Last year I wrote about our annual camping trip in the Wadi Dana Nature Reserve; this year we enjoyed a different kind of camping experience. Think Wadi Dana meets the Oregon Coast. Now, we love the the Oregon Coast, contrast as it is, with it's rugged landscapes emerging through fog, brisk breezes, and overall dampness, to the arid climate of Jordan--but we don't camp at the Oregon Coast.
When we arrived at Wadi Dana last Friday the view from the arrival tower into the gorge was spectacular and we were hopeful of a beautiful weekend. But, within 30 minutes of our arrival ominous clouds rolled in.
They moved in so quickly that I was yet optimistic that they would move quickly through the valley, but it was not to be. By the time we reached camp the drizzle had begun and we were damp even before we got our things into our tent.
One family with four very small children made a quick--and wise--decision to cut and run, heading out of the valley on the shuttle that brought our things down. As the rain began to drip through the tents I thought we'd soon be following, but to my surprise, no one was ready to call it quits. The Bedouin tent of goat hair was still providing some damp, pungent shelter, the sleeping tents weren't leaking too badly, and we did have firewood. As long as the precipitation held at a drizzle we'd be okay?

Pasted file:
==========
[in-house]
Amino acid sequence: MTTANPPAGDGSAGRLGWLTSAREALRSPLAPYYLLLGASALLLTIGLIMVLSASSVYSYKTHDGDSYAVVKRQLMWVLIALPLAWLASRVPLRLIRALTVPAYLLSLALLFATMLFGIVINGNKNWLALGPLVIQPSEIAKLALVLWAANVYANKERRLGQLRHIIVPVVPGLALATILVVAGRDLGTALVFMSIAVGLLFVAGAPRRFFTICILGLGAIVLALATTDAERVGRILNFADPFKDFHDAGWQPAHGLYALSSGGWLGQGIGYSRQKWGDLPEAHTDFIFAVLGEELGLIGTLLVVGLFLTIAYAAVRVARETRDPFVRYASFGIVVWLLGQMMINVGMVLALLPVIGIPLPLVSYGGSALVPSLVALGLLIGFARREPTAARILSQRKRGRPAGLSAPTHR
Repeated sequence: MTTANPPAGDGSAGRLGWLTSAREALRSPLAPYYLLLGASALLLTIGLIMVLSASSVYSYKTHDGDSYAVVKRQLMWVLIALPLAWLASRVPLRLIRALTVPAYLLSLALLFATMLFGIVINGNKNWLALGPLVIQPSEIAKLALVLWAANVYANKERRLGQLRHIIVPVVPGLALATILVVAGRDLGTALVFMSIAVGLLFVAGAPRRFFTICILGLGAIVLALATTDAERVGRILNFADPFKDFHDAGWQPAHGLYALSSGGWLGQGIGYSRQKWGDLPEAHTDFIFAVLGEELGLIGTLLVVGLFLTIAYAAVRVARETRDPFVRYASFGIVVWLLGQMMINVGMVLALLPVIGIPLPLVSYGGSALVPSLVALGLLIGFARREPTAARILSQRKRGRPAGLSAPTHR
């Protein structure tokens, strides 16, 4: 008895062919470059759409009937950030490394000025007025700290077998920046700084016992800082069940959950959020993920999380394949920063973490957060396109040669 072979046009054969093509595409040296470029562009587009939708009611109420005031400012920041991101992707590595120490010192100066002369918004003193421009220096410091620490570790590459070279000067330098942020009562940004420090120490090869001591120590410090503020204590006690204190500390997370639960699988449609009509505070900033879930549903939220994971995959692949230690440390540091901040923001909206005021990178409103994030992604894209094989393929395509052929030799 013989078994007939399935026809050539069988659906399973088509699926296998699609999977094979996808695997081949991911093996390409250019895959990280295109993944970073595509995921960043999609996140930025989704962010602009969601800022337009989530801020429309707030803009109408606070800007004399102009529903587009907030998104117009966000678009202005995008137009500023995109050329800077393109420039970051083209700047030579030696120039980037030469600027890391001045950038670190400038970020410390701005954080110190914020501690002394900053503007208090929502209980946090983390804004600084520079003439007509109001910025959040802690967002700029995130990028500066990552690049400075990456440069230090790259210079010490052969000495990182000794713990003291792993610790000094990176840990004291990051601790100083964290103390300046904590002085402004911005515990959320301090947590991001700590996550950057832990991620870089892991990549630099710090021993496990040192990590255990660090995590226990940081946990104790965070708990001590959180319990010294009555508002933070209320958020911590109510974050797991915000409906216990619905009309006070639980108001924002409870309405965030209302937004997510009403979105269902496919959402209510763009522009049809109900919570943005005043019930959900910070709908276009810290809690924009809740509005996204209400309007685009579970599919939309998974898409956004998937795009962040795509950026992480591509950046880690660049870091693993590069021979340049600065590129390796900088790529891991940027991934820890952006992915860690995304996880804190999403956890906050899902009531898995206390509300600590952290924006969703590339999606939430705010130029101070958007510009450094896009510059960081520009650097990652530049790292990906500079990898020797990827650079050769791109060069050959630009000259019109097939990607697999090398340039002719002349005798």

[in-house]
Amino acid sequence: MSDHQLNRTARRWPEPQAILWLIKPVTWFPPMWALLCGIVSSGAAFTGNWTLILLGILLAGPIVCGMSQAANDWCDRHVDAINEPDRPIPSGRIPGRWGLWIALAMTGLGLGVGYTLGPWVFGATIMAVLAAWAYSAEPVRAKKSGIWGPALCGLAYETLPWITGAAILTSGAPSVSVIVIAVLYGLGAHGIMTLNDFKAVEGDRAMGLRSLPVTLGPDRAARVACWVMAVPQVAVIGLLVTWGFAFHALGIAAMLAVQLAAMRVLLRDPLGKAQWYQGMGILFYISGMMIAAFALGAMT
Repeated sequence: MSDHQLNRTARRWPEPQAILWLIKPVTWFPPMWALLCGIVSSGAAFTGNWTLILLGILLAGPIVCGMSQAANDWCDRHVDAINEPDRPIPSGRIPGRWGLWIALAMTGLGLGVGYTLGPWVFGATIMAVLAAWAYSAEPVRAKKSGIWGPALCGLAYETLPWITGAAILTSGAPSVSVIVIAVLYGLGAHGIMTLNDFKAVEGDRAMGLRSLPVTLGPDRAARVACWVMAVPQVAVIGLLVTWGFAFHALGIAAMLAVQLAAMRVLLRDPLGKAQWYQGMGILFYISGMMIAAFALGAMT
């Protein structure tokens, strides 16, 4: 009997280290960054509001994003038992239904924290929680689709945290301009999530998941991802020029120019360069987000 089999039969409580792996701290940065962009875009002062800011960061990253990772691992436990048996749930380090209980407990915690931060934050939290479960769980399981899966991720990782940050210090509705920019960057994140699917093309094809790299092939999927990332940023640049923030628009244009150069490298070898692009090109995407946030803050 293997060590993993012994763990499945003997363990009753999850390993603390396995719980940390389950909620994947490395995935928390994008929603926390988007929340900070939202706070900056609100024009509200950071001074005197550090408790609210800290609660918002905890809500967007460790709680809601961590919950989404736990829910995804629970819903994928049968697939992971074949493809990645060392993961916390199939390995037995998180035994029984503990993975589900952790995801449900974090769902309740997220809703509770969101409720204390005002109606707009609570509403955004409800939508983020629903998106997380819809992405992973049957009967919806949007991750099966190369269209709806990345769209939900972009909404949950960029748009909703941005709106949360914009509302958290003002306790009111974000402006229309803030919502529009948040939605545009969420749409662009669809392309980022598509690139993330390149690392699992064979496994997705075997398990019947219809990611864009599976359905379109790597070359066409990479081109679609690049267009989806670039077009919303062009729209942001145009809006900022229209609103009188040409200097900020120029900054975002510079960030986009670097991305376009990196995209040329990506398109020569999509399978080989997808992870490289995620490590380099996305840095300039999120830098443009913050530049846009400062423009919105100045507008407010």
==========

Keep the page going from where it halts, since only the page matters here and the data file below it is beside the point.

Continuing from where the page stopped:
If you look closely you'll see some flames in the middle of the ring of people. The fire pit was surrounded most of the time. I think my hair may have permanent smoke damage--I've washed it at least four times now and it still smells like smoke.
These smiles aren't forced. Really. I can't believe how many truly happy campers we had on this trip. One mom told me that as she took her young daughter to the bathroom at 4:30 in the cold, damp morning her daughter exclaimed, "Mom, thanks so much for bringing us here--this place is awesome!
And where else in Jordan would you have the chance to play fog ball?
We were looking pretty pitiful a few hours before breaking camp. This is Active Son and our friend carefully tending the hamburgers that were to be our lunch. I was ready to do a cold lunch in the tent but they insisted that grilled hamburgers would be better--they were right.
When you live in a rain deprived country like Jordan you learn to never complain about rain. Rain is baraka, blessing. That blessing of life was evidenced in the lush abundance of wildflowers that were blooming in Dana this year. The drizzle stopped for an hour or so on Saturday morning and I headed out on walk to enjoy the beauty of God's creation and visit some of my flower friends. Even the spent thistles looked beautifully fresh.
And though I don't think that any of us would want to repeat the weather conditions we experienced this year, we bonded together in an extreme camping experience sort of way. No regrets. We made a memory.